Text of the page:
[extropy-chat] nuclear non-proliferation as energy strategy ?
robert.bradbury at gmail.com
Tue Jan 17 11:52:50 UTC 2006
On 1/17/06, user <user at dhp.com> wrote:
> ... what does that mean for the balance of energy haves
> and have nots when the major industrialized nations, under the guise of
> the UN and IAEA, etc., can limit the use of those technologies ?
Actually, as the article recently cited by Samantha points out, signing the
NPT gives nations the freedom to perform uranium enrichment for peaceful
applications (such as as power production). Iran has signed the treaty.
Israel, India and Pakistan have not. Iran at this point seems to have the
designs and parts for the centrifuges required to perform uranium
enrichment. The problem comes down to the fact that it is a relatively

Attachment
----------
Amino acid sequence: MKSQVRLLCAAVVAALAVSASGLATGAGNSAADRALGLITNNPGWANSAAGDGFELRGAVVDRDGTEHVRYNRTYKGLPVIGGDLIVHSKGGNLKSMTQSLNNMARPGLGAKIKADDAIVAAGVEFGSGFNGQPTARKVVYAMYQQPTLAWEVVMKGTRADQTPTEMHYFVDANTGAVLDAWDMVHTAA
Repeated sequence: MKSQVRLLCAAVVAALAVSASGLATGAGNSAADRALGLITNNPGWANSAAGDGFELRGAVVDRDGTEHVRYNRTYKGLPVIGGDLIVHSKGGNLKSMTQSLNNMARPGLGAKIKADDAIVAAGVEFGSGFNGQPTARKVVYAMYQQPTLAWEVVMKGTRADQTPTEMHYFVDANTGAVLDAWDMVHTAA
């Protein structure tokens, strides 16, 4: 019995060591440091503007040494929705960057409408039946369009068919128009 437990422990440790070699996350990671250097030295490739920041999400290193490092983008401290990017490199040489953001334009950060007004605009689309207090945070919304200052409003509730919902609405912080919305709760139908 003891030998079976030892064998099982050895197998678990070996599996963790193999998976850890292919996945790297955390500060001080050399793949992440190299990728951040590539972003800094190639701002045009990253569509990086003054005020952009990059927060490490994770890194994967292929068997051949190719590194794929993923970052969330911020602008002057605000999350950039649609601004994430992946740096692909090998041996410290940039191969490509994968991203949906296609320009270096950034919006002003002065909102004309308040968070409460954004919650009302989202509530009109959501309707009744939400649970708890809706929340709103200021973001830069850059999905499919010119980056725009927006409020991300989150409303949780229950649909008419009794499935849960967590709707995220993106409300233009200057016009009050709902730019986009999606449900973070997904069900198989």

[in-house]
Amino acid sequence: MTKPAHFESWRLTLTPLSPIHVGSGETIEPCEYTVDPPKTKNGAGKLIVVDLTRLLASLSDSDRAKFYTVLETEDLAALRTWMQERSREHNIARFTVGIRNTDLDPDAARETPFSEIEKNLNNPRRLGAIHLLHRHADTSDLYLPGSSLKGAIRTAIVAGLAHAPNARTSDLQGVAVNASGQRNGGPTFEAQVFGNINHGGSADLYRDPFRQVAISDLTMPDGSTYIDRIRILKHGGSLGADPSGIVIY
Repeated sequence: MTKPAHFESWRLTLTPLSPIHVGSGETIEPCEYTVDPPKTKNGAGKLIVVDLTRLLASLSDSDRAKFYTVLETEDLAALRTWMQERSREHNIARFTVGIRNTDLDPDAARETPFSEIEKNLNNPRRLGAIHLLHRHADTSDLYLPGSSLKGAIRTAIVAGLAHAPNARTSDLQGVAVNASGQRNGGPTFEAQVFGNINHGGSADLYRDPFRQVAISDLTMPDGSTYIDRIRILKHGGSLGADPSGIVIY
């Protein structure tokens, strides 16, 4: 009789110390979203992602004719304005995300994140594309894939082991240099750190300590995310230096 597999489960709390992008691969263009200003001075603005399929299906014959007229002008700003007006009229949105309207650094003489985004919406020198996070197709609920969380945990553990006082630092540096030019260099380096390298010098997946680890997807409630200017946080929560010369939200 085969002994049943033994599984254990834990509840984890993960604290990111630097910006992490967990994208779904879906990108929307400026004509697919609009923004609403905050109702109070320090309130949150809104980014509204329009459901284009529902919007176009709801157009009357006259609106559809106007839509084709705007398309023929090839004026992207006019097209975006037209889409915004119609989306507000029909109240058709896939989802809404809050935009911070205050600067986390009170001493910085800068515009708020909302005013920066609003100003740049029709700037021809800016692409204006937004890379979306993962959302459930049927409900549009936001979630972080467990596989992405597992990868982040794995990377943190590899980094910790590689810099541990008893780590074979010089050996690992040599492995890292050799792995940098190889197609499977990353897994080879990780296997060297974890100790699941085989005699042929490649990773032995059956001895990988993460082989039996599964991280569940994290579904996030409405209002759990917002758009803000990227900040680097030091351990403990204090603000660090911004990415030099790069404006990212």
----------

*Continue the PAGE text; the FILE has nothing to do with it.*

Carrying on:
small step from enriching uranium for generating electricity to producing
highly enriched uranium for nuclear weapons.
Generally speaking until Iran runs out of oil it seems to make little
economic sense for it to be building nuclear power reactors.
Is it perhaps an unintended consequence of nuclear non-proliferation that
> only rich, developed countries will have access to modern forms of energy
> production ?
Actually, if you look at the maps at  you can see that there are nuclear
reactors all around the world including some countries that could be
considered "less" developed.
Is it perhaps _not_ an unintended consequence ? Do the US and EU dream
> of selling electricity to arabs for petrodollars ?
Electricity doesn't transport well over long distances due to the
transmission line losses. It is also true that countries are unlikely to
rely foreign sources for a critical resource such as electricity. One can
too easily end up with situations similar to the U.S. 1970s oil shortages or
the recent Ukraine/EU situation with Russian natural gas supplies.
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